President Obama is protected by the secret service

Secret service scandal : Experts demand far-reaching NSA reforms from Obama

The scandal surrounding the American spying attack on Chancellor Angela Merkel (CDU) and top politicians from other countries could have consequences for the work of the US secret services. The expert commission set up by US President Barack Obama to review the secret services calls for far-reaching reforms of the controversial surveillance programs. In the final report published by the White House on Wednesday, the experts warned that data collections should be limited and that there should be greater cooperation with allied states. The National Security Agency (NSA) must retain "robust" intelligence capabilities, the report says.
The panel came to the conclusion "that some of the powers that were created or expanded after September 11th, inadmissibly sacrifice fundamental interests in individual freedom, privacy and democratic governance," says the more than 300-page strong Report. Civil rights and security needs in the fight against terrorism should be brought into a "better balance". However, that does not mean that the "fight against terrorism is over," said panel member Richard Clarke.
Obama had set up the commission made up of intelligence and legal experts after the global outrage over the NSA's spying activities. The five-member body presented the report to Obama with a total of 46 non-binding recommendations last Friday. However, the White House now preferred the publication, which was actually planned for January, because of "incomplete and inaccurate" media reports on the content.


Since June, revelations by former US intelligence agent Edward Snowden have uncovered a number of spying activities by the NSA and allied intelligence agencies. The NSA probably not only monitored masses of e-mails and phone calls from people around the world, but also bugged top politicians from friendly countries, including Chancellor Angela Merkel (CDU).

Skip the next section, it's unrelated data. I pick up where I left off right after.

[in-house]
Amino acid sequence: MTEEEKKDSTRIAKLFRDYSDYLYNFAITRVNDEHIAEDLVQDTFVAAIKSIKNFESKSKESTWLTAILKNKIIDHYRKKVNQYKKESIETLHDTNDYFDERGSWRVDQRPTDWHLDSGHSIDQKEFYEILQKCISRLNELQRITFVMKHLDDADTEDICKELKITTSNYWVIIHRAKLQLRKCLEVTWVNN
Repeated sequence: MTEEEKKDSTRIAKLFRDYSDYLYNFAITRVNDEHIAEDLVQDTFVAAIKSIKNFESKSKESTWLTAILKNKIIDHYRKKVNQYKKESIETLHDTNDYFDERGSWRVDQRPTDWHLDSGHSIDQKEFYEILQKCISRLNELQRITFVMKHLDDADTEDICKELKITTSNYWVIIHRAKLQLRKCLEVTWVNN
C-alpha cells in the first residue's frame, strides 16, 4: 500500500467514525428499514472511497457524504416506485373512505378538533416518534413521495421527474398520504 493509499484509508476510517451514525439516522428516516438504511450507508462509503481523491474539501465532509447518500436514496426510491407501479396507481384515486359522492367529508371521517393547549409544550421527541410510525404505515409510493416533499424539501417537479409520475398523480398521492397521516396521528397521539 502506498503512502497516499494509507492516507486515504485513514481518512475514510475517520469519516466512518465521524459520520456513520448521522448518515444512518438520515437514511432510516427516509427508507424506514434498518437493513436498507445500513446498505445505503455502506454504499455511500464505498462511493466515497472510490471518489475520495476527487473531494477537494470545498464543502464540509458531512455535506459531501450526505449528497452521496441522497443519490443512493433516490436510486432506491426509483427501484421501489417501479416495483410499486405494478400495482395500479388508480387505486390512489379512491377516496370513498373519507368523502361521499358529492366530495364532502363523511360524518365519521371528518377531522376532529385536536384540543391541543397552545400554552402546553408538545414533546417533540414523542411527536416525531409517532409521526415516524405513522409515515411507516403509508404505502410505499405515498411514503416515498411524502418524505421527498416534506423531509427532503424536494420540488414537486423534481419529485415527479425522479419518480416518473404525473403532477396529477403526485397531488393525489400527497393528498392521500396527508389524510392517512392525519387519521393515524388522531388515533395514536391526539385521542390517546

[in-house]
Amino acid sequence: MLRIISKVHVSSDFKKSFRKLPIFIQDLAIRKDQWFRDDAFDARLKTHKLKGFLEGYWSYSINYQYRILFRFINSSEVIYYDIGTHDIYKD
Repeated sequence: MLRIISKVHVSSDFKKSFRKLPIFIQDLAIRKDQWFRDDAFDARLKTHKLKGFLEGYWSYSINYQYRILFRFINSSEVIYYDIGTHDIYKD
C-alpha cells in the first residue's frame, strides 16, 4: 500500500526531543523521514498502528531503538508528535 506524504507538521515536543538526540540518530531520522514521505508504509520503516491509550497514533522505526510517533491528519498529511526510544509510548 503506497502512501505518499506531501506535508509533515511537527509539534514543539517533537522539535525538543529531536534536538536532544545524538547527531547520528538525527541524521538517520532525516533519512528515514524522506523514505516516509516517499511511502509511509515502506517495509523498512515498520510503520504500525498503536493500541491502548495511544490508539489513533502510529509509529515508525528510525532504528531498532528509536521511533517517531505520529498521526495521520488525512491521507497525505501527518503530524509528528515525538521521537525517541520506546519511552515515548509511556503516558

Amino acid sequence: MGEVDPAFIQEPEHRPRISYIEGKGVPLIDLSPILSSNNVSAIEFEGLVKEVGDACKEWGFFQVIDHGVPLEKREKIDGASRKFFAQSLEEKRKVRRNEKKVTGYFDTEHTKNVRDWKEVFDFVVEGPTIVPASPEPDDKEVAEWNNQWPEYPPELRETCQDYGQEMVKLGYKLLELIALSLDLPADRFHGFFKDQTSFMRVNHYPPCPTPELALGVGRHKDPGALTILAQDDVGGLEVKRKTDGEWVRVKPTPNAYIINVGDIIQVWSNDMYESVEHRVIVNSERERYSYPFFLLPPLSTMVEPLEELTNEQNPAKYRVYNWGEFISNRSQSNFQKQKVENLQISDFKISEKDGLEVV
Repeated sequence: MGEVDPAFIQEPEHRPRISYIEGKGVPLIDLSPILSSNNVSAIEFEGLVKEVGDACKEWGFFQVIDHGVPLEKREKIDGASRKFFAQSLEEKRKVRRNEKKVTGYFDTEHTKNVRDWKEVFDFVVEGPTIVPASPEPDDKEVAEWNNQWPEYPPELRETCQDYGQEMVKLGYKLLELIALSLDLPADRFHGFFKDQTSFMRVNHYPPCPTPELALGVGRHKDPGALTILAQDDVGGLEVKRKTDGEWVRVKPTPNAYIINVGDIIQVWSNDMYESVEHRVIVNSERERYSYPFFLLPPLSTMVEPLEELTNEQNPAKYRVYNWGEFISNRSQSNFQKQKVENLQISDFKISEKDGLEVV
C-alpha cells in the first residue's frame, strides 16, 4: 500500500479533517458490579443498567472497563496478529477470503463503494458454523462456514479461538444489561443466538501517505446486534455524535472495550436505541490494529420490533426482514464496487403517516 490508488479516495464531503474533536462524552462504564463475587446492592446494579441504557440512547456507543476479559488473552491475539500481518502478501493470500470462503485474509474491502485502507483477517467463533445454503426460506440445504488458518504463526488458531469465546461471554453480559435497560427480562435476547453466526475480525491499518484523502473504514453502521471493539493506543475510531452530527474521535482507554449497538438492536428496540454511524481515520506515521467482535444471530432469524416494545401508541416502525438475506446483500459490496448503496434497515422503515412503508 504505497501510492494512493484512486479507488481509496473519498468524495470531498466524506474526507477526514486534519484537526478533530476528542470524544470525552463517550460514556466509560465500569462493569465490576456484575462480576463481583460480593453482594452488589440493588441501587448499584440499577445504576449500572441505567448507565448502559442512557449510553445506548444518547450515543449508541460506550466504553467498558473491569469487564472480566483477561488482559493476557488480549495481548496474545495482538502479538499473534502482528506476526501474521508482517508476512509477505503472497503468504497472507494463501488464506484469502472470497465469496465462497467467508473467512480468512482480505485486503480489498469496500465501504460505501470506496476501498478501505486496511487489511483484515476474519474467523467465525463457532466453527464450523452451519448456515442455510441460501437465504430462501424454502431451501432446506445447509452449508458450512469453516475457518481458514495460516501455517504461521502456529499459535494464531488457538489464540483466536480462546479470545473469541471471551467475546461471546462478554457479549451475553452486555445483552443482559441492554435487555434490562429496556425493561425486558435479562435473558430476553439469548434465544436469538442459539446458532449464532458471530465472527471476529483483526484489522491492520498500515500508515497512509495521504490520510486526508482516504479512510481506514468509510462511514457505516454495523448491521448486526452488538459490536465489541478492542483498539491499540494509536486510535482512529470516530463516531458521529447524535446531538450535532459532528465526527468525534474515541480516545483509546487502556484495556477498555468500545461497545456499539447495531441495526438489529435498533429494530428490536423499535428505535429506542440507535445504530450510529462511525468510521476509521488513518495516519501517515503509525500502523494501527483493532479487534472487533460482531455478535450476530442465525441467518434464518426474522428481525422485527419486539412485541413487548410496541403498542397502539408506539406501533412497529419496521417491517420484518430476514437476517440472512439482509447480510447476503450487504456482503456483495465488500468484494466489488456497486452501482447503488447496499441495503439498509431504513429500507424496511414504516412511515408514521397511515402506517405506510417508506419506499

The experts demand, among other things, "significant steps" to protect the privacy of foreign citizens. The criteria for spying on foreign heads of state and government should also be tightened. In the USA, the secret service should no longer be allowed to systematically store phone data from citizens.

In addition, a reform of the special court Foreign Intelligence Surveillance Court is suggested, which has to approve spying actions in the country. Overall, the group of experts calls for a series of decisive reforms to the surveillance of the secret service. Your report is entitled “Freedom and Security in a Changing World”. As a key recommendation, the five-member committee mentions that the NSA should no longer save any telephone data it has collected itself in the future. This task should be done by private companies, according to a report published on Wednesday.
Last but not least, the experts are calling for more transparent work by the secret service, which must inform the public about the scope of its activities. They also propose the establishment of a privacy protection agency to monitor the work of the secret services and to receive complaints. The White House said the president, along with his security advisors, would decide to what extent the recommendations would be implemented.


On Monday, a US federal court had openly questioned the constitutionality of the NSA's actions for the first time. The Washington court judged the systematic tapping of telephone data by the secret service as a serious violation of the privacy of US citizens. The decision is provisional, however, to give the government the opportunity to appeal. Observers expect a long litigation.
Meanwhile, the UN General Assembly finally adopted a resolution drafted under the leadership of Germany and Brazil to protect privacy in the digital age. The plenary in New York approved the resolution tabled in response to the NSA spying affair on Wednesday by consensus. For the first time within the framework of the UN, the non-binding resolution states that the same rights that people have offline must also be protected online. (dpa, AFP)

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